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Santa Barbara Humane shares how to keep your pets safe and healthy this holiday season

SANTA BARBARA, Calif. – Thanksgiving is a time when many like to indulge.ahead of the holiday season.

"You don’t really want you pets to indulge. A lot of those fatty foods can really upset their pancreas. It is no good a lot of vomiting. They can get really upset so you know maybe a little bit of the white turkey meat, but skimp on all the other treats that you’re having," said chief veterinary officer Katie Marrie of Santa Barbara Humane.

Directors at Santa Barbara  Humane say local emergency hospitals tend to get busy during the holiday season. 

"Because there’s so many different things that the dogs can get into turkey bones like make sure that carcass is protected that the dog doesn’t get into it cause that can cause a lot of damage no bones and again don’t give them anything that they’re not used to," said Marrie.

If you’re planning a holiday party, Santa Barbara Humane wants pet owners to be mindful that your pets might not be used to large crowds. 

"A lot of people don’t think about is that you know their pets might not be used to a lot of people coming over so if you’re having a lot of people over make sure your pet is comfortable and in a secure environment, especially the doors opening and closing all the time we don’t want a bunch of loose, pets out and about," said Marrie.

"If you have a lot of people coming in and out of the home during the holidays especially on Thanksgiving and if you have new people who have never been to your home, there’s a chance of that your pets can get out," said chief philanthropy officer Paige Vantuyl of Santa Barbara Humane.

Santa Barbara Humane wants to remind the community there micro chip services are available during the holiday season.

"The county experiences a lot of strays and we don’t want to add to the problem so having your animal microchip is the best way to combat that," said Ventuyl.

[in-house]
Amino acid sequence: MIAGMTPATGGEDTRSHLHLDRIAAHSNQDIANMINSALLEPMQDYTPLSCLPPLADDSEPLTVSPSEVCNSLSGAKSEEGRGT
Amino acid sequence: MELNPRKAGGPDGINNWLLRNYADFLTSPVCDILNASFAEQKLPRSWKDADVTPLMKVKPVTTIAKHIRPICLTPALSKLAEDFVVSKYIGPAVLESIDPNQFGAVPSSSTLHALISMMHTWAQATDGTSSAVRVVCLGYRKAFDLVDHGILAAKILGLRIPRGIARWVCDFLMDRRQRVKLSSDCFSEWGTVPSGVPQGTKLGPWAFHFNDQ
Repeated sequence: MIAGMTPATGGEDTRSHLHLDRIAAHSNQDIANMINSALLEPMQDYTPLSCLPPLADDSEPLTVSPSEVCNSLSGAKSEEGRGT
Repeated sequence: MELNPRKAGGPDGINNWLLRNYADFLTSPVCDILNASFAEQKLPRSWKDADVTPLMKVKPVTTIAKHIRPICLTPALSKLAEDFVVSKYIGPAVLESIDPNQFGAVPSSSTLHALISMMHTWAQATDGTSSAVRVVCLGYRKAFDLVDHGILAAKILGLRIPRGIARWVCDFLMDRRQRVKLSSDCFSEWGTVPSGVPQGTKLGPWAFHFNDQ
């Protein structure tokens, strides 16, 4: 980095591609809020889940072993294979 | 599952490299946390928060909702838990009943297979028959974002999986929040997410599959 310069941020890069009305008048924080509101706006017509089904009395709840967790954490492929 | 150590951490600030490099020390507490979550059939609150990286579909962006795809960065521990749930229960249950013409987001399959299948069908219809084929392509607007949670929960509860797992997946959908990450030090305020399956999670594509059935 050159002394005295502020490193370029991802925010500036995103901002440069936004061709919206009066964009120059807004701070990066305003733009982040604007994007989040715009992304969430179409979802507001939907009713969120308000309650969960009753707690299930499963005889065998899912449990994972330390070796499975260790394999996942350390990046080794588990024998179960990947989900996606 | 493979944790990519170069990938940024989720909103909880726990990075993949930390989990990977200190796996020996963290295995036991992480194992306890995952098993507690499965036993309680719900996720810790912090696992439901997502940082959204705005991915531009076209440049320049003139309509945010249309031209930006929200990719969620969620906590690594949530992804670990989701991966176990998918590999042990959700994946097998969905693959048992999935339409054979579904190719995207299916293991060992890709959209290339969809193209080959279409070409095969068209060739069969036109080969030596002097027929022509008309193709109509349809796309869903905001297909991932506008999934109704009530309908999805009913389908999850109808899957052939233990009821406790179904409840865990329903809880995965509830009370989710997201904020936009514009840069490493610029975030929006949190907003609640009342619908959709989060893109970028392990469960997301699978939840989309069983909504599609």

Festive lights, fragile ornaments, and sweet treats also play a big role in many of our holiday celebrations. 

While these holiday staples may spread joy, they can also lead to something not so merry for your pets, like an emergency trip to the veterinarian.

Before you deck the halls in your home, the Santa Barbara Humane team says be careful with seasonal plants. 

Poinsettias, holly, ivy, and mistletoe make great holiday decorations, but they are toxic if your pet ingests them.

Experts advise to keep your festive plants outside or place them somewhere in your home so your pet cannot get to them.

If your pet likes to chew, be mindful of how you power your holiday lights.

In addition, they suggest to pet-proof your Christmas tree. 

Christmas trees and the ornaments hung on them can be alluring for pets in your home.

Anchoring your tree can stop it from tipping if your cat decides to climb it.

In order to prevent your ornaments from being chewed on, hang them out of reach on the tree’s upper limbs.

If your pet likes to chew, be mindful of how you power your holiday lights.

A wire can deliver an electrical shock if chewed.

As for holiday sweets, try to keep them out of reach. 

Holiday treats can be tempting for everyone including our pets.

But chocolate, grapes, raisins, and the artificial sweeteners can all cause serious health issues in cats and dogs.

"My hope for this Thanksgiving is that families and their pets stay safe and have a wonderful holiday," said Vantuyl.

Article Topic Follows: Santa Barbara - South County
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Patricia Martellotti

Patricia Martellotti is a reporter for News Channel 3-12. To learn more about Patricia, click here.


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